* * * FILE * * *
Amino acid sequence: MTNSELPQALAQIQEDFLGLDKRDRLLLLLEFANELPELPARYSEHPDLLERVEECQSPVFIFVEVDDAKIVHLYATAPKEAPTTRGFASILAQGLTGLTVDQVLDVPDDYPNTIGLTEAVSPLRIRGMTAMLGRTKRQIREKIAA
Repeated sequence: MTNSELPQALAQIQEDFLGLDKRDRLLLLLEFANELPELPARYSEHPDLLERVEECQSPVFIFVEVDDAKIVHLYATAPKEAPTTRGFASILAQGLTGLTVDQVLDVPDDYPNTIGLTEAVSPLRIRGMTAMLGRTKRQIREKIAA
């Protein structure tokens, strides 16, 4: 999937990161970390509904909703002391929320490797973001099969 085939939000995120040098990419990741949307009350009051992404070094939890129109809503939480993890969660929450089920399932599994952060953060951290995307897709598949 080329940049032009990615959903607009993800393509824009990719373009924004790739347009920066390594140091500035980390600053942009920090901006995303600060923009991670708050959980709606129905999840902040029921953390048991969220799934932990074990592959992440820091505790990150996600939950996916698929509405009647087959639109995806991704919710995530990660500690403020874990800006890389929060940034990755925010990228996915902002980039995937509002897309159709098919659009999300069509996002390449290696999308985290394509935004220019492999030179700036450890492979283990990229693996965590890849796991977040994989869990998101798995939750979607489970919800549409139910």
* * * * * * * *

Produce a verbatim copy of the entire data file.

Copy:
Amino acid sequence: MTNSELPQALAQIQEDFLGLDKRDRLLLLLEFANELPELPARYSEHPDLLERVEECQSPVFIFVEVDDAKIVHLYATAPKEAPTTRGFASILAQGLTGLTVDQVLDVPDDYPNTIGLTEAVSPLRIRGMTAMLGRTKRQIREKIAA
Repeated sequence: MTNSELPQALAQIQEDFLGLDKRDRLLLLLEFANELPELPARYSEHPDLLERVEECQSPVFIFVEVDDAKIVHLYATAPKEAPTTRGFASILAQGLTGLTVDQVLDVPDDYPNTIGLTEAVSPLRIRGMTAMLGRTKRQIREKIAA
């Protein structure tokens, strides 16, 4: 999937990161970390509904909703002391929320490797973001099969 085939939000995120040098990419990741949307009350009051992404070094939890129109809503939480993890969660929450089920399932599994952060953060951290995307897709598949 080329940049032009990615959903607009993800393509824009990719373009924004790739347009920066390594140091500035980390600053942009920090901006995303600060923009991670708050959980709606129905999840902040029921953390048991969220799934932990074990592959992440820091505790990150996600939950996916698929509405009647087959639109995806991704919710995530990660500690403020874990800006890389929060940034990755925010990228996915902002980039995937509002897309159709098919659009999300069509996002390449290696999308985290394509935004220019492999030179700036450890492979283990990229693996965590890849796991977040994989869990998101798995939750979607489970919800549409139910």